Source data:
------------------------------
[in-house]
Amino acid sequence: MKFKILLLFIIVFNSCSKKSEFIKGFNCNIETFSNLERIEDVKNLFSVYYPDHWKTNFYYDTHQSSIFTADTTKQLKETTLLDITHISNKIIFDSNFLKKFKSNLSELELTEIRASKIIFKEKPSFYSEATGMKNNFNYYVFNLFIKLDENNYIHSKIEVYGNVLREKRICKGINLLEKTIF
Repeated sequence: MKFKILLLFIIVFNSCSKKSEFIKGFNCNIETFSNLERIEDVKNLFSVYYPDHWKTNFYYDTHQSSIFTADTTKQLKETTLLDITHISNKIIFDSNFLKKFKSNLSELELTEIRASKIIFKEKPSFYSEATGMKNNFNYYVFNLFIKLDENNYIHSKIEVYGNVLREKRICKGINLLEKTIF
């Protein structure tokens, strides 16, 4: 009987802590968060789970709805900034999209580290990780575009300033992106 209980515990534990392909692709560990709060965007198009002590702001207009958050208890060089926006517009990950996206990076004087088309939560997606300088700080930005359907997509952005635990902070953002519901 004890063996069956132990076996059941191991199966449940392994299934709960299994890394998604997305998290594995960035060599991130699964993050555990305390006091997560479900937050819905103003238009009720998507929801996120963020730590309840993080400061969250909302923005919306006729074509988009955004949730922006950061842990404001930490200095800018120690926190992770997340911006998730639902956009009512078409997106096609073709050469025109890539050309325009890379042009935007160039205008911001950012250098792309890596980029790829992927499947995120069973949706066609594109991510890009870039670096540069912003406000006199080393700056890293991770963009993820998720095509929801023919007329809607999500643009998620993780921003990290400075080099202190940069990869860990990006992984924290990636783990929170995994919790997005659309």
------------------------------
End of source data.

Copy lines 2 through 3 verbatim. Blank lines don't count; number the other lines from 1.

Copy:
Amino acid sequence: MKFKILLLFIIVFNSCSKKSEFIKGFNCNIETFSNLERIEDVKNLFSVYYPDHWKTNFYYDTHQSSIFTADTTKQLKETTLLDITHISNKIIFDSNFLKKFKSNLSELELTEIRASKIIFKEKPSFYSEATGMKNNFNYYVFNLFIKLDENNYIHSKIEVYGNVLREKRICKGINLLEKTIF
Repeated sequence: MKFKILLLFIIVFNSCSKKSEFIKGFNCNIETFSNLERIEDVKNLFSVYYPDHWKTNFYYDTHQSSIFTADTTKQLKETTLLDITHISNKIIFDSNFLKKFKSNLSELELTEIRASKIIFKEKPSFYSEATGMKNNFNYYVFNLFIKLDENNYIHSKIEVYGNVLREKRICKGINLLEKTIF